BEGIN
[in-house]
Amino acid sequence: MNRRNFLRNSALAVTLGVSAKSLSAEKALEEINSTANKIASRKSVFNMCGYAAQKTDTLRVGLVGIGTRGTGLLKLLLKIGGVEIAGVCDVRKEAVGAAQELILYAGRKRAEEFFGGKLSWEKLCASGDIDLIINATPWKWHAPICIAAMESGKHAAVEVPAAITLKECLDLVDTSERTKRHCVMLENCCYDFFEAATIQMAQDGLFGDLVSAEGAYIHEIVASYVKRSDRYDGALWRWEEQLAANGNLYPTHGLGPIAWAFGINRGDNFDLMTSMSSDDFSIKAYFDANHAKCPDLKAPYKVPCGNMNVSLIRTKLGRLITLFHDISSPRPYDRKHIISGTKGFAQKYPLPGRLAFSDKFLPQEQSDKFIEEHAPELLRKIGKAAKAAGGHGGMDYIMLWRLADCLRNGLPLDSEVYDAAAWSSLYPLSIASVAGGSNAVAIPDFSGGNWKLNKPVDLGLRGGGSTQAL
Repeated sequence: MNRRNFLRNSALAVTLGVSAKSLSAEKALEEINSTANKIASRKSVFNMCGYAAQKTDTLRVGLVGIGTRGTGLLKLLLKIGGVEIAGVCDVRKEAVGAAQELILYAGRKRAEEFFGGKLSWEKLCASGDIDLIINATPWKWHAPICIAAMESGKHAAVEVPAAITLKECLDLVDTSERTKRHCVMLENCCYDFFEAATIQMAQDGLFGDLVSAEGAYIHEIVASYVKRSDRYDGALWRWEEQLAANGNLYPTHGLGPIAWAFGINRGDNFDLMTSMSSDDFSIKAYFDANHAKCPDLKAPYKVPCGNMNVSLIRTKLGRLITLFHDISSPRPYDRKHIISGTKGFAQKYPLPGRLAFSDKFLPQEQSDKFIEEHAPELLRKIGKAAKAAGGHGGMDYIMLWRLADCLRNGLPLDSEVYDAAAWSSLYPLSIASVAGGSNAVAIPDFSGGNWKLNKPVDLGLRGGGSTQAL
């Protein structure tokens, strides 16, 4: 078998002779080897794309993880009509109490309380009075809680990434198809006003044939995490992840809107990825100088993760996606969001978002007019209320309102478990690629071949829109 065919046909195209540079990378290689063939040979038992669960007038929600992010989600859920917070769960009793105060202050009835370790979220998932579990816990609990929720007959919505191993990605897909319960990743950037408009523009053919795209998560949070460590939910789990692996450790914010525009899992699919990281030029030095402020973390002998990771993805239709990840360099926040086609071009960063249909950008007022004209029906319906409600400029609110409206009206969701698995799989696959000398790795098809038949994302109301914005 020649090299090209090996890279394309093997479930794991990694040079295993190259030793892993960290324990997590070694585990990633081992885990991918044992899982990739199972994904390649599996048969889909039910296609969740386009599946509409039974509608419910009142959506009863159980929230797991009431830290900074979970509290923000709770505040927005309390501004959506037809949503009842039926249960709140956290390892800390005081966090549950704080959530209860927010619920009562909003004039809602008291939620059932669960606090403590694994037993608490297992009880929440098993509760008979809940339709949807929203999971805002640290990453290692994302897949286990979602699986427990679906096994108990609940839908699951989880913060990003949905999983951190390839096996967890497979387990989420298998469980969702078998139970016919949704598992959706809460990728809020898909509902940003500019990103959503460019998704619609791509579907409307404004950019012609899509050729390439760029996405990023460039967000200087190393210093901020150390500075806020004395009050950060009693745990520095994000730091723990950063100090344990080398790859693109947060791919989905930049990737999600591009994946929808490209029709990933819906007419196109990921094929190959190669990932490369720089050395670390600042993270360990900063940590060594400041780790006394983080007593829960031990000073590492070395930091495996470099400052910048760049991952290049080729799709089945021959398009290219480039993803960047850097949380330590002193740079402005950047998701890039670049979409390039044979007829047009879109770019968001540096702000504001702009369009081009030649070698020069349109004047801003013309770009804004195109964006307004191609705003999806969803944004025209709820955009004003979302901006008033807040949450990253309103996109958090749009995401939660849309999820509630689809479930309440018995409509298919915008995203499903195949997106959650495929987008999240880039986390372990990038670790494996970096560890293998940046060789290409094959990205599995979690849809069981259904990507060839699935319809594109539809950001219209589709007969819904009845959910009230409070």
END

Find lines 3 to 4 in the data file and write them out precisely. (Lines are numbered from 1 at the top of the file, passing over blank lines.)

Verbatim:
Repeated sequence: MNRRNFLRNSALAVTLGVSAKSLSAEKALEEINSTANKIASRKSVFNMCGYAAQKTDTLRVGLVGIGTRGTGLLKLLLKIGGVEIAGVCDVRKEAVGAAQELILYAGRKRAEEFFGGKLSWEKLCASGDIDLIINATPWKWHAPICIAAMESGKHAAVEVPAAITLKECLDLVDTSERTKRHCVMLENCCYDFFEAATIQMAQDGLFGDLVSAEGAYIHEIVASYVKRSDRYDGALWRWEEQLAANGNLYPTHGLGPIAWAFGINRGDNFDLMTSMSSDDFSIKAYFDANHAKCPDLKAPYKVPCGNMNVSLIRTKLGRLITLFHDISSPRPYDRKHIISGTKGFAQKYPLPGRLAFSDKFLPQEQSDKFIEEHAPELLRKIGKAAKAAGGHGGMDYIMLWRLADCLRNGLPLDSEVYDAAAWSSLYPLSIASVAGGSNAVAIPDFSGGNWKLNKPVDLGLRGGGSTQAL
């Protein structure tokens, strides 16, 4: 078998002779080897794309993880009509109490309380009075809680990434198809006003044939995490992840809107990825100088993760996606969001978002007019209320309102478990690629071949829109 065919046909195209540079990378290689063939040979038992669960007038929600992010989600859920917070769960009793105060202050009835370790979220998932579990816990609990929720007959919505191993990605897909319960990743950037408009523009053919795209998560949070460590939910789990692996450790914010525009899992699919990281030029030095402020973390002998990771993805239709990840360099926040086609071009960063249909950008007022004209029906319906409600400029609110409206009206969701698995799989696959000398790795098809038949994302109301914005 020649090299090209090996890279394309093997479930794991990694040079295993190259030793892993960290324990997590070694585990990633081992885990991918044992899982990739199972994904390649599996048969889909039910296609969740386009599946509409039974509608419910009142959506009863159980929230797991009431830290900074979970509290923000709770505040927005309390501004959506037809949503009842039926249960709140956290390892800390005081966090549950704080959530209860927010619920009562909003004039809602008291939620059932669960606090403590694994037993608490297992009880929440098993509760008979809940339709949807929203999971805002640290990453290692994302897949286990979602699986427990679906096994108990609940839908699951989880913060990003949905999983951190390839096996967890497979387990989420298998469980969702078998139970016919949704598992959706809460990728809020898909509902940003500019990103959503460019998704619609791509579907409307404004950019012609899509050729390439760029996405990023460039967000200087190393210093901020150390500075806020004395009050950060009693745990520095994000730091723990950063100090344990080398790859693109947060791919989905930049990737999600591009994946929808490209029709990933819906007419196109990921094929190959190669990932490369720089050395670390600042993270360990900063940590060594400041780790006394983080007593829960031990000073590492070395930091495996470099400052910048760049991952290049080729799709089945021959398009290219480039993803960047850097949380330590002193740079402005950047998701890039670049979409390039044979007829047009879109770019968001540096702000504001702009369009081009030649070698020069349109004047801003013309770009804004195109964006307004191609705003999806969803944004025209709820955009004003979302901006008033807040949450990253309103996109958090749009995401939660849309999820509630689809479930309440018995409509298919915008995203499903195949997106959650495929987008999240880039986390372990990038670790494996970096560890293998940046060789290409094959990205599995979690849809069981259904990507060839699935319809594109539809950001219209589709007969819904009845959910009230409070």